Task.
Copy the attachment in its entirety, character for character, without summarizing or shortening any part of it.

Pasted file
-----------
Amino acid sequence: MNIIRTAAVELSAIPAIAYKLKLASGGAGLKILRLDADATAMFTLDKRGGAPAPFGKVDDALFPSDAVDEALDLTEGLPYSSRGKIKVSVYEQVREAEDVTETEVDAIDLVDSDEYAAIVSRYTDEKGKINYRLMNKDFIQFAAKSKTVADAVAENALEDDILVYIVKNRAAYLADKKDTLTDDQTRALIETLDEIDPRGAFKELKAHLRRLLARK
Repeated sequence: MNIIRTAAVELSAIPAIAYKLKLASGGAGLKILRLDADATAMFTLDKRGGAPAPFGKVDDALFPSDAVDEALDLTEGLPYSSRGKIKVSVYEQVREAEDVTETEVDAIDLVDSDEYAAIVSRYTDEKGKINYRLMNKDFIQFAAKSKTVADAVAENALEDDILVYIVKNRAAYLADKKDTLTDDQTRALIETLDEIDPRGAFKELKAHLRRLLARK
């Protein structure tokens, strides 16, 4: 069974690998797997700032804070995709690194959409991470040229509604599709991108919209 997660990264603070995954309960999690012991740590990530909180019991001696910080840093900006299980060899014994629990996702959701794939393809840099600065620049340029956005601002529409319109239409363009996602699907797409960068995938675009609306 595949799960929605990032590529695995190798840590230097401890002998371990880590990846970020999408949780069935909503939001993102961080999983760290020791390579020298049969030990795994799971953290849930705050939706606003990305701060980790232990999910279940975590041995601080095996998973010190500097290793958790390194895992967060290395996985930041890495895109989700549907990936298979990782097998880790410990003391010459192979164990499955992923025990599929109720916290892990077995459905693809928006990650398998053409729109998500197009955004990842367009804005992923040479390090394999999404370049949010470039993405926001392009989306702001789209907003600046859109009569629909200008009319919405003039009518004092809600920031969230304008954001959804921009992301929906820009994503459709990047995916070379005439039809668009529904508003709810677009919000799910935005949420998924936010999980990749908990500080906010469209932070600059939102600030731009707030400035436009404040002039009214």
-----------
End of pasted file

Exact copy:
Amino acid sequence: MNIIRTAAVELSAIPAIAYKLKLASGGAGLKILRLDADATAMFTLDKRGGAPAPFGKVDDALFPSDAVDEALDLTEGLPYSSRGKIKVSVYEQVREAEDVTETEVDAIDLVDSDEYAAIVSRYTDEKGKINYRLMNKDFIQFAAKSKTVADAVAENALEDDILVYIVKNRAAYLADKKDTLTDDQTRALIETLDEIDPRGAFKELKAHLRRLLARK
Repeated sequence: MNIIRTAAVELSAIPAIAYKLKLASGGAGLKILRLDADATAMFTLDKRGGAPAPFGKVDDALFPSDAVDEALDLTEGLPYSSRGKIKVSVYEQVREAEDVTETEVDAIDLVDSDEYAAIVSRYTDEKGKINYRLMNKDFIQFAAKSKTVADAVAENALEDDILVYIVKNRAAYLADKKDTLTDDQTRALIETLDEIDPRGAFKELKAHLRRLLARK
């Protein structure tokens, strides 16, 4: 069974690998797997700032804070995709690194959409991470040229509604599709991108919209 997660990264603070995954309960999690012991740590990530909180019991001696910080840093900006299980060899014994629990996702959701794939393809840099600065620049340029956005601002529409319109239409363009996602699907797409960068995938675009609306 595949799960929605990032590529695995190798840590230097401890002998371990880590990846970020999408949780069935909503939001993102961080999983760290020791390579020298049969030990795994799971953290849930705050939706606003990305701060980790232990999910279940975590041995601080095996998973010190500097290793958790390194895992967060290395996985930041890495895109989700549907990936298979990782097998880790410990003391010459192979164990499955992923025990599929109720916290892990077995459905693809928006990650398998053409729109998500197009955004990842367009804005992923040479390090394999999404370049949010470039993405926001392009989306702001789209907003600046859109009569629909200008009319919405003039009518004092809600920031969230304008954001959804921009992301929906820009994503459709990047995916070379005439039809668009529904508003709810677009919000799910935005949420998924936010999980990749908990500080906010469209932070600059939102600030731009707030400035436009404040002039009214």